Conference on Immigrant Rights.

Last month, I held a press conference on immigrant rights. I was joined by Tucson Vice Mayor Regina Romero, Tucson Deputy Chief of Police Chad Kasmar, and Lynn Marcus, Co-Director of the Immigration Law Clinic at the James E. Rogers College of Law.

Our purpose was twofold:
1) to reassure our immigrant community that the City of Tucson is committed to protecting the rights and well-being of all our residents; and
2) to make our immigrant community aware of the many resources available to them.

At the press conference, I reminded everyone that we’ve been down this road before, with SB 1070. The City of Tucson challenged that unconstitutional state law in the courts, and won. Most of the law—not all, but most—was overturned. If, in the future, we’re faced with unconstitutional federal law, I have no doubt that we will challenge it in the courts. There are limits to federal power and, if necessary, we will litigate to enforce those limits.

We went over some of the help that’s available to the immigrant community in Tucson. The Immigration Law Clinic at the University of Arizona (https://law.arizona.edu/immigration-law-clinic) worked with my office, the Ward 1 City Council Office and the City Manager’s Office to produce a guide for immigrant families in English (http://tinyurl.com/zvwnr6u) and Spanish (http://tinyurl.com/hrpcyj2).

Tucson’s Deputy Chief of Police restated his department’s policy of not asking crime victims or witnesses about their immigration status.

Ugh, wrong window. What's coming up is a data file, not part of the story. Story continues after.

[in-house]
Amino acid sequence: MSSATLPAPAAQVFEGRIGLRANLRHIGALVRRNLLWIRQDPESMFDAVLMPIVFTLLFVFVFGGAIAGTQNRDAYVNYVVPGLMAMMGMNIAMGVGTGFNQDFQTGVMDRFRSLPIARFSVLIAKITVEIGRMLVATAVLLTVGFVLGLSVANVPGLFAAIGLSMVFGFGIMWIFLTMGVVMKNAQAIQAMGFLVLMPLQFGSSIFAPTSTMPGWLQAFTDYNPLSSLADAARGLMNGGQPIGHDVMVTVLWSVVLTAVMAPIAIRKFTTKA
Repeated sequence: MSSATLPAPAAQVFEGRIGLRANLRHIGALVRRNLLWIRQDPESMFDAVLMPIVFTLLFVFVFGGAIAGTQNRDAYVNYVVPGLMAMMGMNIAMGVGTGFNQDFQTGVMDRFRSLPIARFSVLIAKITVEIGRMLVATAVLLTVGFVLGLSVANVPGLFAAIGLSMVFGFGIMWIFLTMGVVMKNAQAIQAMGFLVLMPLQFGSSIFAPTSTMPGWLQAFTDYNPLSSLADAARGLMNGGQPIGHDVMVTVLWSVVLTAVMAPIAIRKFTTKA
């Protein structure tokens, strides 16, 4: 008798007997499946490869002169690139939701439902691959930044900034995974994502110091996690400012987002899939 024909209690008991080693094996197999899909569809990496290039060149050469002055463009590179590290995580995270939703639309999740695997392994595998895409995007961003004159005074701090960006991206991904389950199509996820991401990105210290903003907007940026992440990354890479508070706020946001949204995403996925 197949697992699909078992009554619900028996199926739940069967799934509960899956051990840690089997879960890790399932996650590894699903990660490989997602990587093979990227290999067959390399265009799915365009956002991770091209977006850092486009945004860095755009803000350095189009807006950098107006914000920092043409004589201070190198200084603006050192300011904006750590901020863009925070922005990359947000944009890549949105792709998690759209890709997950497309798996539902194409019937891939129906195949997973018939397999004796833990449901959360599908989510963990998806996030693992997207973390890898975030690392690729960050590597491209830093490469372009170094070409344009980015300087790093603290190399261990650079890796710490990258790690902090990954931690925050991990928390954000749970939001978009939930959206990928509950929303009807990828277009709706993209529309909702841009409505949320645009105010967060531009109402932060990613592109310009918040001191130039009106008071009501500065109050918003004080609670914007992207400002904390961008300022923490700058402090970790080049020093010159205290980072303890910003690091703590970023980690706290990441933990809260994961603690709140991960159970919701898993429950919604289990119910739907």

And I reminded people of my citizenship campaign, which offers educational and financial help for legal permanent residents who are eligible to become naturalized U.S. citizens. Information is on my website, MayorRothschild.com/citizenship.

The term sanctuary city has been tossed around—by those who want to wear it as a badge of honor and by those who want to use it to demonize cities as unlawful.

This term has no definition and is being used to inflame passions on both sides. That’s an approach I reject.

Tucson is an immigrant welcoming city. Tucson is a city of laws, and the most fundamental of those laws are civil liberties and human rights. We will protect those liberties and rights for all our residents and visitors, regardless of age, ethnicity, gender, national origin, orientation, race, religion, or status—not because it’s politically correct, but because standing up for civil liberties and human rights is standing up for American values. It’s standing up for the Constitution and the vision of the Founding Fathers. The term for that is not political correctness. The term for that is patriotism.